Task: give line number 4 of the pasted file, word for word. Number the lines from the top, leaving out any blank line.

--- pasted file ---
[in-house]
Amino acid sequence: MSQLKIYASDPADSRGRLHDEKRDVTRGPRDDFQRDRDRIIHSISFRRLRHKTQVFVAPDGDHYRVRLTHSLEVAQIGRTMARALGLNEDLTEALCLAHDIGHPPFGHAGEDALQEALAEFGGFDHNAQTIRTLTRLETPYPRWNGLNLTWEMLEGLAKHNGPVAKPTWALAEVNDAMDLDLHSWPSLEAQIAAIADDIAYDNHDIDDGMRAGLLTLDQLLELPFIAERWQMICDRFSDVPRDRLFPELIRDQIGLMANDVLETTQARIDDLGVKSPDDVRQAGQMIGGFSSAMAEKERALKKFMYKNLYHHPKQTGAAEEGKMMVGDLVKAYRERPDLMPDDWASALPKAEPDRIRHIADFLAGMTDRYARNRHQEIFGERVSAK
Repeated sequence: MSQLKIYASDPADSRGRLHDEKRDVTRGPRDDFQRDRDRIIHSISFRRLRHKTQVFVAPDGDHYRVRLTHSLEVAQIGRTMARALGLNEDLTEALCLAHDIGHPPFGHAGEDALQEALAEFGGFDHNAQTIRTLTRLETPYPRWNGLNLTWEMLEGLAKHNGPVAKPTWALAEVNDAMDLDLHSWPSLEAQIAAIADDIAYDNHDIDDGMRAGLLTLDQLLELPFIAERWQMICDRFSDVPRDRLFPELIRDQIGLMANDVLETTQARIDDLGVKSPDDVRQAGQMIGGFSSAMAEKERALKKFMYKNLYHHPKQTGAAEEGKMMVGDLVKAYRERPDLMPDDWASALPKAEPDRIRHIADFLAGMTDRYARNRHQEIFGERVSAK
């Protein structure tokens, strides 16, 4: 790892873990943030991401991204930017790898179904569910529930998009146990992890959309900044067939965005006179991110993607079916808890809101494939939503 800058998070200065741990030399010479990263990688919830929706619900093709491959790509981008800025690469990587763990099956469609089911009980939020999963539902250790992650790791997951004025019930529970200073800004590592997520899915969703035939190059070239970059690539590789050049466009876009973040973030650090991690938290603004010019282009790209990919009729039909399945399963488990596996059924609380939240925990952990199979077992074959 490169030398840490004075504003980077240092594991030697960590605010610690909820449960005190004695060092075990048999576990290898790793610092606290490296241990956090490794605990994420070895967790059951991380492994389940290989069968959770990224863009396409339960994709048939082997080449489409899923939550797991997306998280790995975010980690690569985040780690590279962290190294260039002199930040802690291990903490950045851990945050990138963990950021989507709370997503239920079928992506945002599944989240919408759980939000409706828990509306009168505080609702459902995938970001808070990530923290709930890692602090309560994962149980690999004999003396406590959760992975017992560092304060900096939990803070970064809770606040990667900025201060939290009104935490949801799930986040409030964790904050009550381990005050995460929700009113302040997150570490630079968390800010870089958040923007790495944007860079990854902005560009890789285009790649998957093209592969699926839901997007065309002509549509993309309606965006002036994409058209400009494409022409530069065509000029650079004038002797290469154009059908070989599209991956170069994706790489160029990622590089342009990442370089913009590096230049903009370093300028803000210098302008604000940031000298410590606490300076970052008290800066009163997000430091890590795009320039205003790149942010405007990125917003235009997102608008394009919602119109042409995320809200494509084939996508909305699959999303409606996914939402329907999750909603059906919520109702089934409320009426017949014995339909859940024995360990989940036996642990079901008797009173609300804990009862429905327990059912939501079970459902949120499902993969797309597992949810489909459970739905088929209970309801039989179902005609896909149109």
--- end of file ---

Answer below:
């Protein structure tokens, strides 16, 4: 790892873990943030991401991204930017790898179904569910529930998009146990992890959309900044067939965005006179991110993607079916808890809101494939939503 800058998070200065741990030399010479990263990688919830929706619900093709491959790509981008800025690469990587763990099956469609089911009980939020999963539902250790992650790791997951004025019930529970200073800004590592997520899915969703035939190059070239970059690539590789050049466009876009973040973030650090991690938290603004010019282009790209990919009729039909399945399963488990596996059924609380939240925990952990199979077992074959 490169030398840490004075504003980077240092594991030697960590605010610690909820449960005190004695060092075990048999576990290898790793610092606290490296241990956090490794605990994420070895967790059951991380492994389940290989069968959770990224863009396409339960994709048939082997080449489409899923939550797991997306998280790995975010980690690569985040780690590279962290190294260039002199930040802690291990903490950045851990945050990138963990950021989507709370997503239920079928992506945002599944989240919408759980939000409706828990509306009168505080609702459902995938970001808070990530923290709930890692602090309560994962149980690999004999003396406590959760992975017992560092304060900096939990803070970064809770606040990667900025201060939290009104935490949801799930986040409030964790904050009550381990005050995460929700009113302040997150570490630079968390800010870089958040923007790495944007860079990854902005560009890789285009790649998957093209592969699926839901997007065309002509549509993309309606965006002036994409058209400009494409022409530069065509000029650079004038002797290469154009059908070989599209991956170069994706790489160029990622590089342009990442370089913009590096230049903009370093300028803000210098302008604000940031000298410590606490300076970052008290800066009163997000430091890590795009320039205003790149942010405007990125917003235009997102608008394009919602119109042409995320809200494509084939996508909305699959999303409606996914939402329907999750909603059906919520109702089934409320009426017949014995339909859940024995360990989940036996642990079901008797009173609300804990009862429905327990059912939501079970459902949120499902993969797309597992949810489909459970739905088929209970309801039989179902005609896909149109």